Governments, Trade Associations and NGO’s are meeting to talk trade and conservation with concerns around Elephant Ivory, Rhino Horn and the fate of the Mako Shark being high on the agenda at a CITES Wildlife Conference in Geneva. In all more than 50 proposals have been tabled for discussion, which include proposals submitted on not only Elephants, Rhino’s and Sharks but also on Pangolin’s, Big Cats and Giraffes.
As concern for the future of the wildlife on our planet increases, the international body tasked with regulating trade in endangered species is once again gathered for its 18th Conference of the Parties (COP) in Geneva being held between the 17-28th August, 2019. Originally slated for May 2019 in Sri Lanka, it was switched after the Easter terrorist attacks in March that killed more than 250.
In this Interview, Sarah Runge, formerly of the US Treasury Department, and now with Credit Suisse talks to Financial Crime News, including on how she rates the US Presidency (of FATF), challenges faced in Europe (and elsewhere), AML Reform and her optimism for the future.
FCN – What are you doing now – The fighting financial crime community knows you best in your former roles in the US Government so now you are at Credit Suisse, what does that involve?
SR: I am in a newly created role which dually reports to the Global Head of FCC and Global Head of Regulatory Affairs. The function is responsible for developing and implementing a centralized and coordinated view of FCC regulatory engagements, developing a consistent communication approach for our interactions with regulators, building a global inventory of relevant FCC regulations, guidance, enforcement actions & industry developments, and ensuring Credit Suisse is engaged in law enforcement and intelligence innovation opportunities.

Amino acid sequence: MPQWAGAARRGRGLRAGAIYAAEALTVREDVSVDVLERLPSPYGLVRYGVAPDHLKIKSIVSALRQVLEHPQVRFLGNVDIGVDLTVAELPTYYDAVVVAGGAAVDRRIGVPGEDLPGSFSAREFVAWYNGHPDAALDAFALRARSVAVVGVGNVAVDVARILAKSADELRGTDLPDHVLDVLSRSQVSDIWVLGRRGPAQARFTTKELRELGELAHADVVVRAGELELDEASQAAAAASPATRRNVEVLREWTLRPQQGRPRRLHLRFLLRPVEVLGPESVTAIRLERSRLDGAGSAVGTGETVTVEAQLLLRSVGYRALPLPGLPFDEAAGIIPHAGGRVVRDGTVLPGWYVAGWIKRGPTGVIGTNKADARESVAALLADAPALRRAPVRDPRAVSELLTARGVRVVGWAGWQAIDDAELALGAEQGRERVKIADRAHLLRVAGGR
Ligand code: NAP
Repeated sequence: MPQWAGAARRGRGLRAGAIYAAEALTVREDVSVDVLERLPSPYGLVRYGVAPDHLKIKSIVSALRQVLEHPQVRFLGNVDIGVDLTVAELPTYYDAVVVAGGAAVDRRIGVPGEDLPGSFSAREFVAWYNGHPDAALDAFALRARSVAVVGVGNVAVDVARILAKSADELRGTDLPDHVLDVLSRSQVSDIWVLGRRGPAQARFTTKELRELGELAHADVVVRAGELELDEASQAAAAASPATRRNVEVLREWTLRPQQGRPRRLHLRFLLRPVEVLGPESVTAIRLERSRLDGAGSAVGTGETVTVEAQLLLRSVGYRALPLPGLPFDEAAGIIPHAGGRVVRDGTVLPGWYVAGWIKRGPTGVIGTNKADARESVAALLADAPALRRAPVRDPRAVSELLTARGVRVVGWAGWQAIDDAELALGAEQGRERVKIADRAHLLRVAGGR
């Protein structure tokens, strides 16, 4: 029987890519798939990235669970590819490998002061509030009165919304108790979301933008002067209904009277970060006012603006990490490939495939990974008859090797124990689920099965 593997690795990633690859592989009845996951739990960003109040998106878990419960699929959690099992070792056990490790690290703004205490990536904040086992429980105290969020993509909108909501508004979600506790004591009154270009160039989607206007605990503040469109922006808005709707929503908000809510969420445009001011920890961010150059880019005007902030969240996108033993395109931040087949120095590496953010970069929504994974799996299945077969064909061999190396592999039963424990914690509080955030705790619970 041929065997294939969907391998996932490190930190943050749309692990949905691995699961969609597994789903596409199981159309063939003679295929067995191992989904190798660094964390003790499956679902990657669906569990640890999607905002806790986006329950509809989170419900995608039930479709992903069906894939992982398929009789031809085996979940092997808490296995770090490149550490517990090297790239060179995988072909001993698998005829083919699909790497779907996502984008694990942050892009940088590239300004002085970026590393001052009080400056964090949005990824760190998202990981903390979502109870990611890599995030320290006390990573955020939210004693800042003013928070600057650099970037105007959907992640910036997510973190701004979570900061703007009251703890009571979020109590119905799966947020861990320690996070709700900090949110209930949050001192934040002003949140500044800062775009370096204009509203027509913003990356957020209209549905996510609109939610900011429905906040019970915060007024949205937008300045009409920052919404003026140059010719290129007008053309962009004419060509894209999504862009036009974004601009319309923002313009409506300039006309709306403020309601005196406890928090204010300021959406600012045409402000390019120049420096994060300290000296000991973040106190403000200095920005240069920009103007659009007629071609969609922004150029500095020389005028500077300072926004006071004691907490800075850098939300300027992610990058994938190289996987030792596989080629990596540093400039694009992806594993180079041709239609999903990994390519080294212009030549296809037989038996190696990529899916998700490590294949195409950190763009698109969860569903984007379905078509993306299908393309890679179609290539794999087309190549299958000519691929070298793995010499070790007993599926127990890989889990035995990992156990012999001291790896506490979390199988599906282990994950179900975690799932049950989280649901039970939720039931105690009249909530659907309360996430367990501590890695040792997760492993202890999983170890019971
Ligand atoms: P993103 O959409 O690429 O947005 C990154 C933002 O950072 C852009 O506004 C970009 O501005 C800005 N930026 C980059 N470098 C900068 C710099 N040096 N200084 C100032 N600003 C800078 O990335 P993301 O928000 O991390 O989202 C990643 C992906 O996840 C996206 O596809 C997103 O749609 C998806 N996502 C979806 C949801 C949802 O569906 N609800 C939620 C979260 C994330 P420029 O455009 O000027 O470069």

In this Interview, Financial Crime News caught up with Graham Hooper, just after the announcement that he had been awarded an OBE for his services to fighting financial crime. No one deserves such an honour more than Graeme. Graeme talks about what he’s doing now, his role in helping to drive change via Public Private Partnerships, the Convergence of Fraud and Financial Crime, challenges for Heads of FCC as well as his one wish for the future in this space.
Graham Hooper has over 35 years experience of developing and implementing security and financial crime prevention strategies in both public and private sectors. He retired from Lloyds Banking Group in December 2017 where he was Financial Crime Risk Director and Deputy Group MLRO.
FCN: What is the Sentry and what’s its purpose?